Leading the Herd
Cutting Through The Noise.
Stephen Blades keeps clients moving forward.
If, when arriving for a teambuilding session, Stephen Blades’ clients expect to shoot each other with paint balls, race dirt bikes or do their best impression of Kamp Staaldraad, they will be disappointed.
Rather, they might find themselves planning, filming, producing, editing and acting in their own movie about where their team is going. Or they might create a newspaper as a team of “journalists”, reporting not on their past, but on their future, writing the news for the year ahead. Alternatively they could get a crash course in darkroom photography and do an exhibition of black and white photos that capture the culture of their organisation.
It’s a different take on teambuilding but then Blades’ vision has always been a little left-field, something evidenced by his company’s name. “I was on honeymoon in Thailand on an incredibly busy main road that was congested with cars, and there, cruising through the chaos, was an elephant. I wanted to create a company that captured this ability to cut through the noise and move steadily forward amid chaos. So that’s where the company name, Elephants in Main Street, came from,” he says.
Taking teambuilding to the next level
Blades’ ingenuity lies in taking teambuilding – long plagued by a reputation for being arbitrary, contrived and unable to teach lessons that can be translated back to the real work context – to the next level.
What the company offers is fun and creative stuff, but its true value resides in far more than this. Traditional teambuilding uses team-centred events to help participants come to grips with challenges, team dynamics and differing opinions and, in so doing, learn about how their view might differ from other people in their team. The end goal is that everyone works together.
But Elephants in Main Street seeks to go a step further. “The kinds of exercises we organise help people to develop a tangible picture of their company’s vision, mission, values or goals for tomorrow. Getting a team to understand these things, and work towards them with a common purpose, is one of the biggest challenges facing companies today,” Blades explains.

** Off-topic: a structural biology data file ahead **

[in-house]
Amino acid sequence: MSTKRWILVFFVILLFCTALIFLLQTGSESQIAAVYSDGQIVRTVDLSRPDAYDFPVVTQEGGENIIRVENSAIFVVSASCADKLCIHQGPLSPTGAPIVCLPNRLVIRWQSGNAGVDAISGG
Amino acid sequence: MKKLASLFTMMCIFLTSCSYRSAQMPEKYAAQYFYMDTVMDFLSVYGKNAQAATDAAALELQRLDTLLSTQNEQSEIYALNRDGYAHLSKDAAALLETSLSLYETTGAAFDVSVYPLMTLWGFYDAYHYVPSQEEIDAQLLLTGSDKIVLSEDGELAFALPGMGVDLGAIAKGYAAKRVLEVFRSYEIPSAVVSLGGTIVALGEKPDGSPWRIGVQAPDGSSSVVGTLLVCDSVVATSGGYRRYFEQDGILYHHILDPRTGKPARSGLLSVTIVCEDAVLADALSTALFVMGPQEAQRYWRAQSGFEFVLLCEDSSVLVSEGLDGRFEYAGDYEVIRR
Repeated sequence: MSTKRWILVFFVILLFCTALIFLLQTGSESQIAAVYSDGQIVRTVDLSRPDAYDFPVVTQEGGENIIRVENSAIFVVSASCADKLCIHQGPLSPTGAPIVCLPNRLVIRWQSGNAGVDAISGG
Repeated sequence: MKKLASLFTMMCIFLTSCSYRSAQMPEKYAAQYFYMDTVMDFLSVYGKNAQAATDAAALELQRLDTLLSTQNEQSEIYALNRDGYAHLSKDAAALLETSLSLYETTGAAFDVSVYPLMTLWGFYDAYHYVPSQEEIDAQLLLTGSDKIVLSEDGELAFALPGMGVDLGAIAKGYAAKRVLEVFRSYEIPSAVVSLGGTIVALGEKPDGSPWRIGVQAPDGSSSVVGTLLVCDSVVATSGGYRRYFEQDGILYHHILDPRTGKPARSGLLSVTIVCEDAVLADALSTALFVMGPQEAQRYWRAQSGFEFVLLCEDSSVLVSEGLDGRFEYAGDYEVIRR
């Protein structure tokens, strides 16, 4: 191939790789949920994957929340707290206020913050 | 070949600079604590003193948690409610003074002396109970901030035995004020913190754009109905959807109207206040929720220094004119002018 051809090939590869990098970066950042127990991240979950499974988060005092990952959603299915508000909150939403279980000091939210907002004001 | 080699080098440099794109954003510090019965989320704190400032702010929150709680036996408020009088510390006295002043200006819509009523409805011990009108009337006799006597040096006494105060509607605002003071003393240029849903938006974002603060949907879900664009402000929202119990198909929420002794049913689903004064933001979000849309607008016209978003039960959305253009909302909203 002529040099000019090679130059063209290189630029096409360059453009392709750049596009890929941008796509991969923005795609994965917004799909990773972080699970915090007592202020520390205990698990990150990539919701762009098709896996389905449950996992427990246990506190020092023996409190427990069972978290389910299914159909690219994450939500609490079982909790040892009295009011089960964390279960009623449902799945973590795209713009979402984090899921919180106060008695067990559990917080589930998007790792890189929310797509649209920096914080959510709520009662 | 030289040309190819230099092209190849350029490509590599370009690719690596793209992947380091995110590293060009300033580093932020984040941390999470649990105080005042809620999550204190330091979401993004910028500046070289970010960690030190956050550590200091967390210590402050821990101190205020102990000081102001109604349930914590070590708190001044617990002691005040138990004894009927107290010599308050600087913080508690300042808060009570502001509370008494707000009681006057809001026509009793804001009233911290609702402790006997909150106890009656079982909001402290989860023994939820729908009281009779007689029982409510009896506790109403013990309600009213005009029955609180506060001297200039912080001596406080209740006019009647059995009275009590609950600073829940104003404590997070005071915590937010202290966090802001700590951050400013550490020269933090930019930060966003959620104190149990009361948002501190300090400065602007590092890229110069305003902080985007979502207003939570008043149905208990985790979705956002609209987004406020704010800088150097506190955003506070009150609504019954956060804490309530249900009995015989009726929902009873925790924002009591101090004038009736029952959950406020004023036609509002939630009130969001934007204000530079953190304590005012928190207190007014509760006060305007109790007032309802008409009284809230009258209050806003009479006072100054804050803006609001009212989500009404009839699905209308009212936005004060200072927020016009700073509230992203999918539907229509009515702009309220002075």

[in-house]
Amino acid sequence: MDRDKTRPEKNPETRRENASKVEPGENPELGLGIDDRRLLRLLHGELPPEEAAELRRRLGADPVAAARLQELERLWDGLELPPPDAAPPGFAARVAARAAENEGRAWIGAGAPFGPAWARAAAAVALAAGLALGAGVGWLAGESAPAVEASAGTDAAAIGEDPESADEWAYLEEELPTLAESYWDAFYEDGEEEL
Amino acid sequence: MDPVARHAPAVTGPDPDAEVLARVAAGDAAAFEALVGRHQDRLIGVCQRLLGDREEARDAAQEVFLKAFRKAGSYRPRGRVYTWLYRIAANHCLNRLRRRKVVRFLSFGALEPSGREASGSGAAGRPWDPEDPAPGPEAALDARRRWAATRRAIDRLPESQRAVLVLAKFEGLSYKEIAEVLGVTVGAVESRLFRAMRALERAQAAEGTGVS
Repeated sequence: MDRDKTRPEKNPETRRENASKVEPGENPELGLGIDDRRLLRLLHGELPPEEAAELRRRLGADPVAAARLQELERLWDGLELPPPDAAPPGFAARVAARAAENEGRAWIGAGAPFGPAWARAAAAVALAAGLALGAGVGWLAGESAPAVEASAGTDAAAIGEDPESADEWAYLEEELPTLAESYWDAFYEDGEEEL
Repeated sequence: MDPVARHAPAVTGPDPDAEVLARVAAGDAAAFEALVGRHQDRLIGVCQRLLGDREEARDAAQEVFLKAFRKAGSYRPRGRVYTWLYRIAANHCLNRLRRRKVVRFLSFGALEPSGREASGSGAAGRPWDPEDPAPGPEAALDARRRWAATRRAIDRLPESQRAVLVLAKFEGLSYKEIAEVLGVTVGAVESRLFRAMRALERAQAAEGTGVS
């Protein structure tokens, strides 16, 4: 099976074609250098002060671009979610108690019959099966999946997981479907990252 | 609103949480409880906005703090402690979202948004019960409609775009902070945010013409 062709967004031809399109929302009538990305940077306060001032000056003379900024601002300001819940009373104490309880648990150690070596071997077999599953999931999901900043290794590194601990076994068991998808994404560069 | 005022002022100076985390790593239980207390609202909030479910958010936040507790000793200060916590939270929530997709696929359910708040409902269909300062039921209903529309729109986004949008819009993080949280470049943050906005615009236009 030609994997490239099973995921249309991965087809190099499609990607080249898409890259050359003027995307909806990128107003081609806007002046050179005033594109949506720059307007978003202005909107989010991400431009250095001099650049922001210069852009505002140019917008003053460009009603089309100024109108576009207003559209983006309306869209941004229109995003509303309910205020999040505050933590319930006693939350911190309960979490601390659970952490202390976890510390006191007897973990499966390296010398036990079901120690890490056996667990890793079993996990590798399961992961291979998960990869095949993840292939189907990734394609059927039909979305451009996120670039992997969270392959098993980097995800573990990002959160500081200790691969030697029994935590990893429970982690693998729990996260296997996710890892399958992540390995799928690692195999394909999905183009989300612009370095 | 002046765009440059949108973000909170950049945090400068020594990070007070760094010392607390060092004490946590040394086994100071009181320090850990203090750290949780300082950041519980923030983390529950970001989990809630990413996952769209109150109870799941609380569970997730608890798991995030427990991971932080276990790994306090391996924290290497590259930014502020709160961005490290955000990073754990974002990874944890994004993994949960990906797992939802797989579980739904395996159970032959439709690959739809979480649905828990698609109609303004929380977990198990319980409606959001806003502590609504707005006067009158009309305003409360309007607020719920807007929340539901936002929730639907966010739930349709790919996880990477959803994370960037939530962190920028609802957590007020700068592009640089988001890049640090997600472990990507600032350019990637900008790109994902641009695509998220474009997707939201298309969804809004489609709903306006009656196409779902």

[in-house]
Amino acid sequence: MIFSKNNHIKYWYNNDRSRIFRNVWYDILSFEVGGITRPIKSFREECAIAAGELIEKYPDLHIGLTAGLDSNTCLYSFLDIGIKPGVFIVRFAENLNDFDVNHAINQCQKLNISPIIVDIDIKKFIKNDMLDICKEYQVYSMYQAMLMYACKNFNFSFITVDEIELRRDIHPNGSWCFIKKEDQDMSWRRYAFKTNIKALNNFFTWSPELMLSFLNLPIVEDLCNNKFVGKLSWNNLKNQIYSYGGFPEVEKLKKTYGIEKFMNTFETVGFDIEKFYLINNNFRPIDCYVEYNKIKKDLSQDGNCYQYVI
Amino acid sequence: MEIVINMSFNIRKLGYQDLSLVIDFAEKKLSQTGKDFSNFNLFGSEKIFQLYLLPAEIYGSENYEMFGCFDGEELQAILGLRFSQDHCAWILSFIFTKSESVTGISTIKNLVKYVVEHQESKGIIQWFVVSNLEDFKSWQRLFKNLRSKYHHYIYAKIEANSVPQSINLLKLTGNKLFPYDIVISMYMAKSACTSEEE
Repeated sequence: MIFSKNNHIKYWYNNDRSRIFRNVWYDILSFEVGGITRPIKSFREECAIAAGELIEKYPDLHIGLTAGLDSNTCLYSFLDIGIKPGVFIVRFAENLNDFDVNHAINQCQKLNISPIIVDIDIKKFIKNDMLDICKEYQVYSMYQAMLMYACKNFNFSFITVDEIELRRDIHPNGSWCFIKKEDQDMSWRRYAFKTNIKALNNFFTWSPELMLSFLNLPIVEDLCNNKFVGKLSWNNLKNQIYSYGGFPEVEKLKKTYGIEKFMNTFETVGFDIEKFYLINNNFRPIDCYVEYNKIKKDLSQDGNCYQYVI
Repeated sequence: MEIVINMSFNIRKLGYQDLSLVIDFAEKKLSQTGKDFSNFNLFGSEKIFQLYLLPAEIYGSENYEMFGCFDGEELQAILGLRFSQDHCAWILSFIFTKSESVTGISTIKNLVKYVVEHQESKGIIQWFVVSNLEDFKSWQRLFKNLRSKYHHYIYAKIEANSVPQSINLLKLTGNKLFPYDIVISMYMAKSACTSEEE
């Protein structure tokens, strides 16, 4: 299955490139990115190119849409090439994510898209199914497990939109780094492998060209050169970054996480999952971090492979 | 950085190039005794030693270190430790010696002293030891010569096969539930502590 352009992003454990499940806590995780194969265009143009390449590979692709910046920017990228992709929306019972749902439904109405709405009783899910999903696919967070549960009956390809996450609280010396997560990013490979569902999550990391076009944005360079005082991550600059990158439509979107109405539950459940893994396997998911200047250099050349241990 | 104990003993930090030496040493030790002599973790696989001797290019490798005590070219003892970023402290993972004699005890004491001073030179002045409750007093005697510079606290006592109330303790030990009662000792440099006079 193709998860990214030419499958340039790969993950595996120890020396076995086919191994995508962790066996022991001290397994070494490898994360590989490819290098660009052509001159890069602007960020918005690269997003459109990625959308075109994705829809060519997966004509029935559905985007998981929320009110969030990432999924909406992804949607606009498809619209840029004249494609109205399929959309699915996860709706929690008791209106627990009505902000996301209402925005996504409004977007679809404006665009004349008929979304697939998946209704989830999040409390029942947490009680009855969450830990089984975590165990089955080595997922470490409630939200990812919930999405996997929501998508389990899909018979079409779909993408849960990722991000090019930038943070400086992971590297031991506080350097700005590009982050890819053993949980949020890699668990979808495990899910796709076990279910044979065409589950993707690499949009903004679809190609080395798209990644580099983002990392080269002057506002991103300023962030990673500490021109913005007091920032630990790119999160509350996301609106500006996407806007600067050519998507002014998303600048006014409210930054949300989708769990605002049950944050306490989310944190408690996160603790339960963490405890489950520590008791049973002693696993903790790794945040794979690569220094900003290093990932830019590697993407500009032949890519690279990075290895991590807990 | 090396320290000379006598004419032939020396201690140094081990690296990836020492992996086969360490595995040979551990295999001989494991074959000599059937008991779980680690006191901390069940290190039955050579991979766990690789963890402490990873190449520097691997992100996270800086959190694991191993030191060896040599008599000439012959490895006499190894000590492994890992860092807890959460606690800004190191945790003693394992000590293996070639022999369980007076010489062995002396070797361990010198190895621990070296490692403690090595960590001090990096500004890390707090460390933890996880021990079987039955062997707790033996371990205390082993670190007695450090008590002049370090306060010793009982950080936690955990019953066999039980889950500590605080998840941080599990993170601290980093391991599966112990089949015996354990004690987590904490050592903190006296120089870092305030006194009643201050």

Translation is the secret ingredient
Underpinning everything is one of the company's key differentiators – a focus on ensuring that what is learnt in the teambuilding is relevant to, and can be applied in, a real-life work setting. The idea is to be not only innovative, but high-impact as well. Blades has a unique take on how to make this happen.
“The translation should take place before the teambuilding even begins. Many companies want to have a team-build because they think it’s the done thing, but we won’t work like that. We want to know precisely what they want to achieve upfront. Some 70% of the work involves uncovering their desired outcomes and then planning the events accordingly. This is where the translation starts.
“If you go into a teambuilding exercise not knowing what you want the experience to teach your team, of course they won’t take any applicable learnings back to the office. You’re doomed from the start,” he says.
Meeting market demands
Blades and his team have invested a great deal in developing a unique suite of products. He explains, “We have five: Creative Expressive, like the movies, newspaper and photography sessions, which focus on culture and goals; Creative Technical, in which participants address the way in which they solve problems; Cognitive Experiential, in which they learn through practical experience; Socialisers, which falls into the more traditional teambuilding focus of getting people to know each other and work together; and Creative Adventure, which includes adventuretype sessions for more physically inclined people.”
This combination of carefully crafted and differentiated offerings allows Elephants in Main Street to take a customised approach to meeting a wide variety of client requirements. “Different companies have different needs. Some of them may want the more traditional type of teambuilding sessions, so we meet that need as well, but we always make sure that what we offer is well thought through, relevant and different from the norm,” he says.
The company serves clients all over the world; South Africa is the flagship office but it has expanded to the UK, Singapore, Dubai, Namibia and Australia. And while its services may not be the cheapest in the industry, they’re effective, helping the company and its clients to cut through the current economic chaos and keep moving forward. Much like that elephant in the Thai traffic.
ELEPHANTS IN MAIN STREET
PLAYER: Stephen Blades
Entrepreneur Magazine – Tactics Section
By Juliet Pitman